In the survey, they asked subjects to choose one of the three, "(a) "I am somewhat uncomfortable being close to others; I find it difficult to trust them completely, difficult to allow myself to depend on them. I am nervous when anyone gets too close, and often, love partners want me to be more intimate than I feel comfortable being" (the avoidant type). (b) "I find that others are reluctant to get as close as I would like. I often worry that my partner doesn't really love me or won't want to stay with me. I want to get very close to my partner, and this sometimes scares people away" (the anxious/ambivalent type). (c) "I find it relatively easy to get close to others and am comfortable depending on them. I don't often worry about being abandoned or about someone getting too close to me" (the secure type)."
The results? "Half (50%) of the subjects classified themselves as secure, 19% as anxious/ambivalent, and 30% as avoidant."
Howard and Dominique both go on living their own lives, years passing, neither of them forgetting, but both waiting until Dominique can say, 'I.'
Go Set A Watchman, by Harper Lee
Atticus had treated him like his own son, had given him the love that would have been Jem's -- she was suddenly aware that they were standing on the spot where Jem died. Atticus saw her shudder.
"It's still with you, isn't it?" he said.
"Isn't it about time you got over that? Bury your dead, Jean Louise."
(Go Set A Watchman, page 237)
The grieving process is not something that should be rushed and the person grieving should never be pushed; they should be allow to grieve at their own pace, according to WebMD.com; however, Atticus, who loves Jean Louise, is merely stating though Jem died, she must keep living.
However, sometimes a loss will trigger symptoms to extend beyond the "normal" grieving process. Complicated grief is when the symptoms of grief do not fade over time, and in reverse, sometimes the symptoms become worse, according to the Mayo Clinic.
Whatever emotion Jean Louise feels, Atticus never discourages these emotions, but only encourages her to live.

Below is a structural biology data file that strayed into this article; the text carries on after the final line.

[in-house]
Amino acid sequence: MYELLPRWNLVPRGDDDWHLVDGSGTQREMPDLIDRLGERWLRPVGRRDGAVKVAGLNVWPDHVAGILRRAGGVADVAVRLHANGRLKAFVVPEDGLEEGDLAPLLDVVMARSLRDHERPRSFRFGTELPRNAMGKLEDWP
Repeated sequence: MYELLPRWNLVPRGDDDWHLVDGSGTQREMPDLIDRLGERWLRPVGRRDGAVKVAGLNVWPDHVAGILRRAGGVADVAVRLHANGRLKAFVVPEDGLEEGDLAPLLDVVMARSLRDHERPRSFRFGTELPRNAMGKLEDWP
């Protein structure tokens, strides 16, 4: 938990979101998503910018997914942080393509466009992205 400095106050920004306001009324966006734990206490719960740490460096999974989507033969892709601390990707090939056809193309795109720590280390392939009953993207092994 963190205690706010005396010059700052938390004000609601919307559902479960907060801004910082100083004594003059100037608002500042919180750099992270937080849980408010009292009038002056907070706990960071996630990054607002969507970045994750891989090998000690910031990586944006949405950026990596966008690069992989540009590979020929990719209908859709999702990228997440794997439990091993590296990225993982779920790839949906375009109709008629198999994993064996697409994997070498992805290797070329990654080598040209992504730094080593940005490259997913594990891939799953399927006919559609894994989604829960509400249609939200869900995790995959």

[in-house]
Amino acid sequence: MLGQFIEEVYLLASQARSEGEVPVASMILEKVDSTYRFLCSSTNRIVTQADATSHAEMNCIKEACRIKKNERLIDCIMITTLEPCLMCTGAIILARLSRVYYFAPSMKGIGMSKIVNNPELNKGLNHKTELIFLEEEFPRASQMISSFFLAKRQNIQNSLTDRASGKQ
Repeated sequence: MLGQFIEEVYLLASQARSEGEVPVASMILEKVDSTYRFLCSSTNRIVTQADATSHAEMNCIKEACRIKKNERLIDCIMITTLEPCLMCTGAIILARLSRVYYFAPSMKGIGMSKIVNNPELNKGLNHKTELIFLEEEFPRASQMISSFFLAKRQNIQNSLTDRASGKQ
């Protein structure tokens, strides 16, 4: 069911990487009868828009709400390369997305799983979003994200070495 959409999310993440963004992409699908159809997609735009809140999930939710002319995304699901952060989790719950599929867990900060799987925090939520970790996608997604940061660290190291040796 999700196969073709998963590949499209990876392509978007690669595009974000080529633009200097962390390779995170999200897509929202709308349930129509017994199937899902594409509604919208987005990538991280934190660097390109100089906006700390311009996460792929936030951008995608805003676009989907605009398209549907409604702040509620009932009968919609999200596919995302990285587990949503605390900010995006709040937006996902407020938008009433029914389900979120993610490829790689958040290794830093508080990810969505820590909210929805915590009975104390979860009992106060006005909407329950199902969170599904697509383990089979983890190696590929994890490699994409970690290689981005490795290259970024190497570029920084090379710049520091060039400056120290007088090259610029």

The carousel of life will keep on spinning, but take note: none of these four fictional characters ever gave up, even if it was on their own fictional carousel.
Fareri, Dominic S., Chang, Luke J., & Delgado, Mauricio R. (May 27, 2015). Computational Substrates of Social Value in Interpersonal Collaboration.The Journal of Neuroscience. Retrieved December 5th, 2015 from: http://www.jneurosci.org/content/35/21/8170.full
Carroll, Lewis. Lewis Carroll's Alice's Adventures in Wonderland With artowkr by Yayoi Kusama. Penguin Books. 2012. Page 86.
Citation: Loyola University Health System. (2014, February 6). What falling in love does to your heart and brain. ScienceDaily. Retrieved November 29, 2015 from www.sciencedaily.com/releases/2014/02/140206155244.htm
Saint Louis University Medical Center. (2015, March 25). Just slip out the back, Jack: Are humans hardwired to break-up and move on?. ScienceDaily. Retrieved November 29, 2015 from www.sciencedaily.com/releases/2015/03/150325151729.htm
Capote, Truman. House of Flowers. Breakfast at Tiffany's: 50th Anniversary Edition. Random House. 1986. Page 94.
Fraley, Chris. A Brief Overview of Adult Attachment Theory and Research. Link: https://internal.psychology.illinois.edu/~rcfraley/attachment.htm Retrieved: December 5th, 2015.
Hazan, Cindy; Shaver, Phillip R. Source: Journal of Personality and Social Psychology August 1990 Vol. 59, No. 2, 270-280 ISSN: 0022-3514 Number: psp592270 Copyright: For personal use only-not for distribution.
Rand, Ayn. The Fountainhead: With An Introduction By The Author. New York, New York. Penguin Group. 1971. Page 376
Mayo Clinic Staff (Sept 13, 2014). Complicated grief. Retrieved: December 5th, 2015 from: http://www.mayoclinic.org/diseases-conditions/complicated-grief/basics/definition/con-20032765.
Lee, Harper. Go Set A Watchman. HarperCollins. 2015. Page 237